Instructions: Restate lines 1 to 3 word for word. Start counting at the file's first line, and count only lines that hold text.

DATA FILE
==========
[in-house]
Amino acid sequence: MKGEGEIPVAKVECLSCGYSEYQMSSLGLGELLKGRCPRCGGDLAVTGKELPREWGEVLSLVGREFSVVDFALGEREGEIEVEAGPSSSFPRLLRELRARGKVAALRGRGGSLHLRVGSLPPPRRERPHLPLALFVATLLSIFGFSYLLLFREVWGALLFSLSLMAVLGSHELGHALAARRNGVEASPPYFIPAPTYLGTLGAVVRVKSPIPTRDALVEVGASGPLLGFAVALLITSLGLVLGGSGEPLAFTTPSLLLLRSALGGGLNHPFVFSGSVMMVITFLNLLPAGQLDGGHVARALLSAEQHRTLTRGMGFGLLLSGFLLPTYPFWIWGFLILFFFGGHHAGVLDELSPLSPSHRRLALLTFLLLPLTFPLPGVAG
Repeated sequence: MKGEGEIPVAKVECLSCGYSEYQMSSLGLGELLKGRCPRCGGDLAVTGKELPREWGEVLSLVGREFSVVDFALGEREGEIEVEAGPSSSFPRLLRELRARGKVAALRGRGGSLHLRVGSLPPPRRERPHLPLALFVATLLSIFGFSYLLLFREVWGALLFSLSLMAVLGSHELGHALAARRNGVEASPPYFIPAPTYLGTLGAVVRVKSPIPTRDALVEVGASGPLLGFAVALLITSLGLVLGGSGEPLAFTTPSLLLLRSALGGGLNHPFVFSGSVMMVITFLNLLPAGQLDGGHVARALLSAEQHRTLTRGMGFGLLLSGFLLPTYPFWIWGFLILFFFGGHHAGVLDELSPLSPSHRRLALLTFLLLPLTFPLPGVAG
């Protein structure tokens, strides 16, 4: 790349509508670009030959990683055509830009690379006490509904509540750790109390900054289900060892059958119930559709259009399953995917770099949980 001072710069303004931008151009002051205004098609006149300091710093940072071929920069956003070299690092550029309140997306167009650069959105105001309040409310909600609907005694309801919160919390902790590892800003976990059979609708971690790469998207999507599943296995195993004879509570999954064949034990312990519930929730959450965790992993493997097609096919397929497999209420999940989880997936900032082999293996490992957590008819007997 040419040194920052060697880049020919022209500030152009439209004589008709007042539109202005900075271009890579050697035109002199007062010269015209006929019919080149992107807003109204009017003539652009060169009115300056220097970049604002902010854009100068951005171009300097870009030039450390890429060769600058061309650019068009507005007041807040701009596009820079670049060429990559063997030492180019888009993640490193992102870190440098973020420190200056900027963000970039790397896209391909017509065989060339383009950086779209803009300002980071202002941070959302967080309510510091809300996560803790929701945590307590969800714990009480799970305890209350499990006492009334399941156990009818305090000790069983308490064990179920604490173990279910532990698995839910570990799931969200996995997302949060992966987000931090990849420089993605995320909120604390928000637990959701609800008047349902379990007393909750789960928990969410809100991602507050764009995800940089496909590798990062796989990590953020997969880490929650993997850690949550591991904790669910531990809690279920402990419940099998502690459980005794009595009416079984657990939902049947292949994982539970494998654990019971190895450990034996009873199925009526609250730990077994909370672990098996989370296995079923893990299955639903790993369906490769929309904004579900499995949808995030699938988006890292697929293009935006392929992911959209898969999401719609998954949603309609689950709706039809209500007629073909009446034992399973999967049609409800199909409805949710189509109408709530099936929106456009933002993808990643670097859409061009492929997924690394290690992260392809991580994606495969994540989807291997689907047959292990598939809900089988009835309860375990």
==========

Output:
[in-house]
Amino acid sequence: MKGEGEIPVAKVECLSCGYSEYQMSSLGLGELLKGRCPRCGGDLAVTGKELPREWGEVLSLVGREFSVVDFALGEREGEIEVEAGPSSSFPRLLRELRARGKVAALRGRGGSLHLRVGSLPPPRRERPHLPLALFVATLLSIFGFSYLLLFREVWGALLFSLSLMAVLGSHELGHALAARRNGVEASPPYFIPAPTYLGTLGAVVRVKSPIPTRDALVEVGASGPLLGFAVALLITSLGLVLGGSGEPLAFTTPSLLLLRSALGGGLNHPFVFSGSVMMVITFLNLLPAGQLDGGHVARALLSAEQHRTLTRGMGFGLLLSGFLLPTYPFWIWGFLILFFFGGHHAGVLDELSPLSPSHRRLALLTFLLLPLTFPLPGVAG
Repeated sequence: MKGEGEIPVAKVECLSCGYSEYQMSSLGLGELLKGRCPRCGGDLAVTGKELPREWGEVLSLVGREFSVVDFALGEREGEIEVEAGPSSSFPRLLRELRARGKVAALRGRGGSLHLRVGSLPPPRRERPHLPLALFVATLLSIFGFSYLLLFREVWGALLFSLSLMAVLGSHELGHALAARRNGVEASPPYFIPAPTYLGTLGAVVRVKSPIPTRDALVEVGASGPLLGFAVALLITSLGLVLGGSGEPLAFTTPSLLLLRSALGGGLNHPFVFSGSVMMVITFLNLLPAGQLDGGHVARALLSAEQHRTLTRGMGFGLLLSGFLLPTYPFWIWGFLILFFFGGHHAGVLDELSPLSPSHRRLALLTFLLLPLTFPLPGVAG